The Stockholm syndrome

Is the anti-Israel rhetoric of Sweden’s ruling Social Democratic Party down to a desire to placate the Arab world and its own restless Muslim community?

Sweden's Foreign Minister Margot Wallstrom (photo credit: REUTERS)
Sweden's Foreign Minister Margot Wallstrom
(photo credit: REUTERS)
SWEDEN’S SOCIAL Democratic Party (SAP) has never been known for its sympathy for Israel. Nevertheless, the open hostility displayed by its two present leaders, Prime Minister Stefan Löfven and Minister for Foreign Affairs Margot Wallström, is making a growing number of Swedes uneasy.
After a brief stint out of office, the SAP made a narrowly won comeback in the September 2014 elections. Löfven’s first declaration after forming a minority coalition government with the Greens was to formally recognize “the State of Palestine,” making Sweden the first European country to do so. This was followed by a series of attacks on Israel, as if the Jewish state was the country’s foremost enemy.
And this at a time when Sweden was beset by serious economic and social problems.
Some suggest that Löfven’s policy is intended to court the votes of the 700,000-strong Muslim community. He leads a shaky minority government that will continue to exist only as long as the center- right parties, which garnered 39.3 percent of the vote, lack strong leadership and continue to shun the far-right Swedish Democrats, which won a surprising 13 percent.
Both coalition parties are united in their hostile stance toward Israel – a fact I discovered to my cost when I was ambassador in Stockholm and representatives of the Greens flatly refused to meet with me. Recent statements by Wallström, backed by Löfven, riled many Israelis, including Prime Minister Benjamin Netanyahu. On November 14, a day after the Paris terror attacks, the Swedish foreign minister spoke of a connection between Islamist extremism and Palestinians resorting to violence because they believe they have no future. In a lengthy parliamentary debate on December 4, Wallström was quoted as saying, “I reject and condemn the stabbing attacks. I think it’s terrible and must not happen, and Israel has the right to defend itself and ensure its security,” before adding, “Israel’s response cannot be – and I say this in other cases as well – one of extrajudicial executions or a disproportionate response that brings to a number of deaths on the other side that is much greater than the original number of casualties.” When confronted with some of Palestinian President Mahmoud Abbas’s more incendiary statements, she declared that the Palestinian leader had told her that he wanted peace and abhorred terror and that she believed him.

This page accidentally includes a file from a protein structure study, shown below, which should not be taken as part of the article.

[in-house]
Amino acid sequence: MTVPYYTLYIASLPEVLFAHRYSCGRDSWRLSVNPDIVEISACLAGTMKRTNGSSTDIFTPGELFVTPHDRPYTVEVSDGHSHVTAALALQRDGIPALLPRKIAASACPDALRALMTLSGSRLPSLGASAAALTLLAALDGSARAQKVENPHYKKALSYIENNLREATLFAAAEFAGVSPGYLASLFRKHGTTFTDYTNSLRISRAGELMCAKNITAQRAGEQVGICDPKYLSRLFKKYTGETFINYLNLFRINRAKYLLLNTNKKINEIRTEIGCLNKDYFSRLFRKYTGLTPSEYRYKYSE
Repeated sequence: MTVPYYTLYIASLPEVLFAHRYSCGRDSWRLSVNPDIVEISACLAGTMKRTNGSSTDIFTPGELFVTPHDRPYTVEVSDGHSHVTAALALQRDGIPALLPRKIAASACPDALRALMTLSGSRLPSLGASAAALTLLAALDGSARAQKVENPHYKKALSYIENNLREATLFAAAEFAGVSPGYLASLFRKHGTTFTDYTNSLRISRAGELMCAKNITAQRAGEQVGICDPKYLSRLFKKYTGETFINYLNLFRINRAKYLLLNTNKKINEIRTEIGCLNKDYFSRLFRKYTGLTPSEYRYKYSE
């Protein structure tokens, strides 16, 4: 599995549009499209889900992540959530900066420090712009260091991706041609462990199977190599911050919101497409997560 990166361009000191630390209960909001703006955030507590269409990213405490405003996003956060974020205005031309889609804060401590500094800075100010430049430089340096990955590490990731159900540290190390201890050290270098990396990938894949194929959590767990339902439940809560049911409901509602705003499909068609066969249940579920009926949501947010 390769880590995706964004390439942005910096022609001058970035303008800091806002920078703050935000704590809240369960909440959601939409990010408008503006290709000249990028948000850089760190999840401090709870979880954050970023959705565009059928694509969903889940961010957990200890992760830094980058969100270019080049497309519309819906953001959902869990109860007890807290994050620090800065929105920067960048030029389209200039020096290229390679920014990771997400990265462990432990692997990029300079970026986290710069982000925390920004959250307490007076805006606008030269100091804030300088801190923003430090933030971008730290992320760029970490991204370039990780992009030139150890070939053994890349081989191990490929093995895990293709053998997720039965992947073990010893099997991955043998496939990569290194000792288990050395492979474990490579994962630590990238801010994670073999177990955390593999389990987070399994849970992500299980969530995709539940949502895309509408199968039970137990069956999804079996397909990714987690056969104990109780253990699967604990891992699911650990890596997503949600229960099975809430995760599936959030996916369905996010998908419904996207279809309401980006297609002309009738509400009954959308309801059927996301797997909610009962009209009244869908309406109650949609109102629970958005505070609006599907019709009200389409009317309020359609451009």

Unfortunately, Löfven and Wallström are well in line with their party’s traditional position. When Olof Palme became leader in the ’60s, Sweden left the Western camp to embrace some of the policies of the Non-Aligned Movement; its relations with the US deteriorated over Vietnam; then came the shift to the decidedly pro-Arab positions, which are still prevalent today.
In 1988, Sweden became the first European country to host Yasser Arafat on a state visit. During the second intifada, when suicide bombers left hundreds of dead and wounded, the late Anna Lindh, then Sweden’s minister of foreign affairs, focused her attacks on Israel, and called on the European Union to sever its ties with Israel.
Sweden has been at the forefront of countries welcoming refugees from Arab countries over the past 40 years to the extent that today it has exceeded its capacity and can no longer accept the hundreds of thousands of Muslim asylum seekers clamoring for its hospitality.
In a rare moment of candor, Löfven admitted that Sweden had been naïve regarding terror threats, and that there were now Swedish citizens who openly declared their sympathy for Islamic State. New security measures had to be taken and a closer watch would be kept on some immigrants while border controls would be temporarily restored.
Which begs the question: Is the forced reassessment of the country’s policy toward refugees one of the reasons the government is escalating its anti-Israel rhetoric? In other words, is it an attempt to placate the Muslim world at a time when Sweden might need its support? Sweden has submitted its candidacy for one of the non-permanent seats at the UN Security Council and may be counting on the votes of Islamic countries. A case in point is Wallström’s sycophantic backtracking after rebuking Saudi Arabia for a harsh sentence imposed on a hapless blogger in February. Ryadh took some retaliatory measures and 30 Muslim countries roundly condemned what they saw as unwarranted interference in Saudi internal affairs.
In front of a hastily convened session of the Swedish parliament, Wallström bent over backwards to stress that she never criticized Islam and had not intended to offend Saudi Arabia.
Of course Israel, the world’s lone Jewish country, does not wield the same kind of clout.
Zvi Mazel, a senior researcher at the Jerusalem Center for Public Affairs, is a former Israeli ambassador to Sweden and to Egypt